An Arkansan accused of being the man who was caught on video using an American flag to beat a police officer during the U.S. Capitol riot was charged Thursday in federal court in the District of Columbia, according to court documents.
Peter Francis Stager, 41, of Conway faces one count of obstructing a police officer from his duties during a civil disorder, according to the complaint.
"Stager climbed the stairs while holding a flagpole with a United States flag affixed to it and used the pole to repeatedly strike [the officer]," who was facedown on the steps of the U.S. Capitol building, according to a "statement of facts" filed in the case.
Stager was arrested Thursday by the FBI and Conway police at the office of a lawyer, said Ryan Kennedy, a supervisory special agent with the FBI in Little Rock. Afterward, agents searched Stager's home.
Jessica Franklin, a spokeswoman for the FBI's Little Rock office. said she couldn't reveal where Stager is in custody.
Stager is charged over a mob attack on an officer from the Washington, D.C., Metropolitan Police Department.
The officer, identified only as B.M. in the statement of facts, was posted in an archway outside the Capitol building.
"From this archway, alongside other uniformed law enforcement officers, B.M. observed hundreds of individuals gathered outside," wrote FBI Special Agent Jason T. Coe in the statement of facts.
"Some of these individuals were throwing and swinging various objects at the group of law enforcement officers," wrote Coe. "While standing in the archway to prevent the group of individuals from breaching the U.S. Capitol building, and while wearing his official MPD uniform, some of these individuals grabbed B.M. and dragged him down the stairs of the Capitol building. These individuals forced B.M. into a prone position on the stairs and proceeded to forcibly and repeatedly strike B.M. in the head and body with various objects."
On Tuesday, the FBI received a tip that Stager was the assailant who used a flagpole to beat the officer. The confidential source recognized Stager from two videos posted on Twitter.
In the second video, a man identified as Stager was recorded stating, "Everybody in there is a treasonous traitor. Death is the only remedy for what's in that building."
Coe wrote that he believed Stager was referring to the Capitol building and to the members of Congress who were inside at the time.
Agents interviewed a second confidential source who identified Stager as the suspect in the videos.
"Referencing video 2, Stager told [confidential source 2] that he was 'wired up' from being either pepper-sprayed or tear-gassed and that was why he made the comments he did on camera," wrote Coe.
Stager told the confidential source that he planned to surrender to law enforcement officials but had yet to do so, according to the statement of facts.
Stager told the source that he didn't know the man he was striking on the ground with the flagpole was a police officer and that he thought the person he was striking was "antifa," according to the statement of facts.
Photographs showed B.M. facedown on the Capitol steps.
"Clearly present on B.M.'s uniform, across his back, are the words 'METROPOLITAN POLICE,'" wrote Coe. "Also visible in the photo is Stager, holding a flagpole, with an American flag attached, with what appears to be a clear view of B.M. in uniform, lying on the stairs."
"The officer was injured but he is recovering and doing well," said Hugh Carew, a spokesman for the Metropolitan Police Department.
Stager is charged with violating 18 U.S.C. 231(a)(3), which makes it unlawful to "commit or attempt to commit any act to obstruct, impede or interfere with any fireman or law enforcement officer lawfully engaged in the lawful performance of his official duties incident to and during the commission of a civil disorder which in any way or degree obstructs, delays, or adversely affects commerce or the movement of any article or commodity in commerce or the conduct or performance of any federally protected function," wrote Coe.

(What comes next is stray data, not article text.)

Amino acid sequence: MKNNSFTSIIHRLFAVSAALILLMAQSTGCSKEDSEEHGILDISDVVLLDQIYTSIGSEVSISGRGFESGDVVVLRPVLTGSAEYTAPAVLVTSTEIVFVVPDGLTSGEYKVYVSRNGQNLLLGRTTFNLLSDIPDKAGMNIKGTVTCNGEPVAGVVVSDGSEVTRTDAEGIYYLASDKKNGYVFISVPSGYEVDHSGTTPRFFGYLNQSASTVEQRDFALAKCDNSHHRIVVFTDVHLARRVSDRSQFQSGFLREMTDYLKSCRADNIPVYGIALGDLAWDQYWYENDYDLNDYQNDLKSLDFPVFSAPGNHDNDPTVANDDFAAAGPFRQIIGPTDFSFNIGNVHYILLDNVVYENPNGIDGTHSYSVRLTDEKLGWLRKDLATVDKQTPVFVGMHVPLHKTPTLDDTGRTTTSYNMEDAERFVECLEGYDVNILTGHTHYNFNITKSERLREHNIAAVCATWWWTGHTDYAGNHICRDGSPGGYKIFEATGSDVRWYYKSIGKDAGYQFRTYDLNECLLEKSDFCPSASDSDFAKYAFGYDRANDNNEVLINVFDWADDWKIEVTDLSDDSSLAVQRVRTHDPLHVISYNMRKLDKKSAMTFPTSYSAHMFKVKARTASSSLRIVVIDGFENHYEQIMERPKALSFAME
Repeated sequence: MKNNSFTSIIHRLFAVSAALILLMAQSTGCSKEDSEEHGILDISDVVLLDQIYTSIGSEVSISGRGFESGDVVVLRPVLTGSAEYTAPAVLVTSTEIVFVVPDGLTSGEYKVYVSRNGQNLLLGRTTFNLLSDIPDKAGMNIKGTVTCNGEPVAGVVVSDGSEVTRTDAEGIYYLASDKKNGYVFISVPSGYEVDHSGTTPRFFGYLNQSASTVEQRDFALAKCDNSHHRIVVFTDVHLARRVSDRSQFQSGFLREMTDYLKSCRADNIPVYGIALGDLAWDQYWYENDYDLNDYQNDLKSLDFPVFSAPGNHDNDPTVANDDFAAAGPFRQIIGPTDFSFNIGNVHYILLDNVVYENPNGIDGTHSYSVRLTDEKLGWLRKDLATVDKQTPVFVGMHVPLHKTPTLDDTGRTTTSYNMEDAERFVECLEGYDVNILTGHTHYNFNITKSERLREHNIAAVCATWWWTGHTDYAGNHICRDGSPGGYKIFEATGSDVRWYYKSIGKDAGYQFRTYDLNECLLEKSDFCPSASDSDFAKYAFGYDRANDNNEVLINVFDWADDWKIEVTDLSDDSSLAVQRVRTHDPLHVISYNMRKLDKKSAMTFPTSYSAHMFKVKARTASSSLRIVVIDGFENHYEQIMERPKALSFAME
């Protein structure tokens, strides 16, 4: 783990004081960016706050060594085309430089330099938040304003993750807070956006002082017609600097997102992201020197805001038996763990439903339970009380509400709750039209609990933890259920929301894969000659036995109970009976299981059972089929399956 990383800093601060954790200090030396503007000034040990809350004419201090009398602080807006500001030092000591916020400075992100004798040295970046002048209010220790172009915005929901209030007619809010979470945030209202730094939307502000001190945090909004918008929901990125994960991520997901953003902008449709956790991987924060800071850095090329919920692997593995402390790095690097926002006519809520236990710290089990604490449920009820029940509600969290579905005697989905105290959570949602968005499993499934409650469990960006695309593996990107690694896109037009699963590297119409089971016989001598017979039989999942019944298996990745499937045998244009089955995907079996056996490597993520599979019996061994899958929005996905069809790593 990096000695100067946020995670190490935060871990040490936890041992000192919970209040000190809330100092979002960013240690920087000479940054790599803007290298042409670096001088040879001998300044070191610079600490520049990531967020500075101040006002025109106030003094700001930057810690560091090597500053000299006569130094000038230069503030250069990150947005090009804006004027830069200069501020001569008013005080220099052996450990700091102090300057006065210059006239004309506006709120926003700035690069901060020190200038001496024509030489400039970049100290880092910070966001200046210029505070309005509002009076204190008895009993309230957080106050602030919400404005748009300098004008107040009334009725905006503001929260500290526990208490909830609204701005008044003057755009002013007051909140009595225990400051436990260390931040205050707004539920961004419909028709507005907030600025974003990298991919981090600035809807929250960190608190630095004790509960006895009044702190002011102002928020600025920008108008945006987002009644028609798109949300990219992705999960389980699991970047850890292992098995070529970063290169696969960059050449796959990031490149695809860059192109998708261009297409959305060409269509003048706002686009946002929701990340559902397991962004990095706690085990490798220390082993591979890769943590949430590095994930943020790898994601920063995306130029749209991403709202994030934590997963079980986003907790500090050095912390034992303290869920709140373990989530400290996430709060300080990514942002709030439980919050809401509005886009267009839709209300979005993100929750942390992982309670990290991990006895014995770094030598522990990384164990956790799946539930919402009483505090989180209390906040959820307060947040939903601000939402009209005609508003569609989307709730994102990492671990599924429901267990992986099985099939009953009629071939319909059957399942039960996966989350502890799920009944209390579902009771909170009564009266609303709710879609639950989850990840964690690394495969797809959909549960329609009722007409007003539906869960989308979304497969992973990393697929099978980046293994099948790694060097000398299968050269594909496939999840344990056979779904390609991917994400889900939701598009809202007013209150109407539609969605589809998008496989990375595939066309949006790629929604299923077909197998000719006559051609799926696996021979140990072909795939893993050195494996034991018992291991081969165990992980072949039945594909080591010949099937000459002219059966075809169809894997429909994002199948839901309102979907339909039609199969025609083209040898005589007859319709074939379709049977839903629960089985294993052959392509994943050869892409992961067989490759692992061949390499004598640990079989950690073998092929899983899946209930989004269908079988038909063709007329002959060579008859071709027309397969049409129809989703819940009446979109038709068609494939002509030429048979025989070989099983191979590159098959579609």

The "federally protected function" was the joint session of Congress where the Senate and House count Electoral College votes, he wrote.
Prosecutors have been filing complaints as soon as possible so people can be arrested. Then those initial complaints are often amended to include additional charges.
"As we are publishing those seeking-information posters, we're really asking for the public to take a look at those because a lot of what we are able to do is coming from tips from the public," Kennedy said Thursday.
Any information relevant to FBI investigations into the melee at the U.S. Capitol can call (800) 225-5324, he said.
"If there were people from Arkansas that were at the Capitol on Jan. 6, 2021, that committed a crime, they should be expecting the FBI knocking on their door at some point," said Kennedy. "This isn't about politics for us. This is about the fact that people broke federal law."
An online search of Arkansas court cases revealed only one for Stager: driving a vehicle with defective equipment in Faulkner County in 2018. Stager pleaded no contest and was sentenced to two days of community service with the Department of Sanitation.
Another Arkansan, Richard "Bigo" Barnett, 60, of Gravette has been charged by federal authorities over the storming of the Capitol. Barnett, who posed for pictures with his feet on a desk in House Speaker Nancy Pelosi's office, faces a maximum 10-year sentence if he is convicted of taking a dangerous weapon, a "stun gun," into the Capitol, along with two lesser charges. Barnett self-reported to the FBI in Bentonville on Jan. 8 and has remained in the Washington County jail in Fayetteville since then. He has a detention hearing scheduled for today.
A Capitol Police officer was killed during the rioting, as was a woman who had entered the building. Three other people died of natural causes during the riot, according to reports.